Tommaso Campanella

The Book and the Body of Nature

  • Germana Ernst

Table of contents

  1. Front Matter
    Pages i-xii
  2. Germana Ernst
    Pages 1-14
  3. Germana Ernst
    Pages 33-44
  4. Germana Ernst
    Pages 45-66
  5. Germana Ernst
    Pages 67-84
  6. Germana Ernst
    Pages 85-104
  7. Germana Ernst
    Pages 105-136
  8. Germana Ernst
    Pages 137-158
  9. Germana Ernst
    Pages 159-180
  10. Germana Ernst
    Pages 181-214
  11. Germana Ernst
    Pages 215-241
  12. Germana Ernst
    Pages 243-270
  13. Back Matter
    Pages 271-281

About this book

Introduction

A friend of Galileo and author of the renowned utopia The City of the Sun, Tommaso Campanella (Stilo, Calabria,1568- Paris, 1639) is one of the most significant and original thinkers of the early modern period. His philosophical project centred upon the idea of reconciling Renaissance philosophy with a radical reform of science and society. He produced a complex and articulate synthesis of all fields of knowledge – including magic and astrology. During his early formative years as a Dominican friar, he manifested a restless impatience towards Aristotelian philosophy and its followers. As a reaction, he enthusiastically embraced Bernardino Telesio’s view that knowledge could only be acquired through the observation of things themselves, investigated through the senses and based on a correct understanding of the link between words and objects. Campanella’s new natural philosophy rested on the principle that the books written by men needed to be compared with God’s infinite book of nature, allowing them to correct the mistakes scattered throughout the human ‘copies’ which were always imperfect, partial and liable to revisions. It is in the light of these principles that he defended Galileo’s right to read the book of nature while denouncing the mistake of those – be they Aristotelian philosophers or theologians – who wanted to stop him from carrying on his natural investigations. However, Campanella maintained that the book of nature, far from being written in mathematical characters, was a living organism in which each natural being was endowed with life and a degree of sensibility that was appropriate for its preservation and propagation. Nature as a whole was an organism in which each single part was directed towards the common good. This is the reason why Campanella thought that nature had to be regarded as an ideal model for any political organisation. Political structures were often ruled by injustice and violence precisely because they had departed from that natural model. This book charts Campanella’s intellectual life by showing the origin, development and persistence of some of the fundamental tenets of his thought.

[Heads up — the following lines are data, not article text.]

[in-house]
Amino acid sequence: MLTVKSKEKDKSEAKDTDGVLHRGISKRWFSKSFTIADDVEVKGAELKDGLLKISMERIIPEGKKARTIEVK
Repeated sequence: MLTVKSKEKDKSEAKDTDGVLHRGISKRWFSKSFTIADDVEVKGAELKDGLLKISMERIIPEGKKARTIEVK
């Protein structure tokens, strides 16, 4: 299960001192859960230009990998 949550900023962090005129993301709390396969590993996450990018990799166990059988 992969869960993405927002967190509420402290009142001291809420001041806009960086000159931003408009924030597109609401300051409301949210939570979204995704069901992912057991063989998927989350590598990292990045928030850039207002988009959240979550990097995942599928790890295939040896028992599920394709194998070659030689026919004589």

Keywords

Early modern period European Intellectual history Italian studies Renaissance Renaissance philosophy Science studies Tommasso Campanella Utopia politics

Authors and affiliations

  • Germana Ernst
    • 1
  1. 1.Dipto. FilosofiaUniversita di Roma, TreRomaItaly

Bibliographic information

  • DOI https://doi.org/10.1007/978-90-481-3126-6
  • Copyright Information Springer Science+Business Media B.V. 2010
  • Publisher Name Springer, Dordrecht
  • eBook Packages Humanities, Social Sciences and Law
  • Print ISBN 978-90-481-3125-9
  • Online ISBN 978-90-481-3126-6
  • Series Print ISSN 0066-6610
  • About this book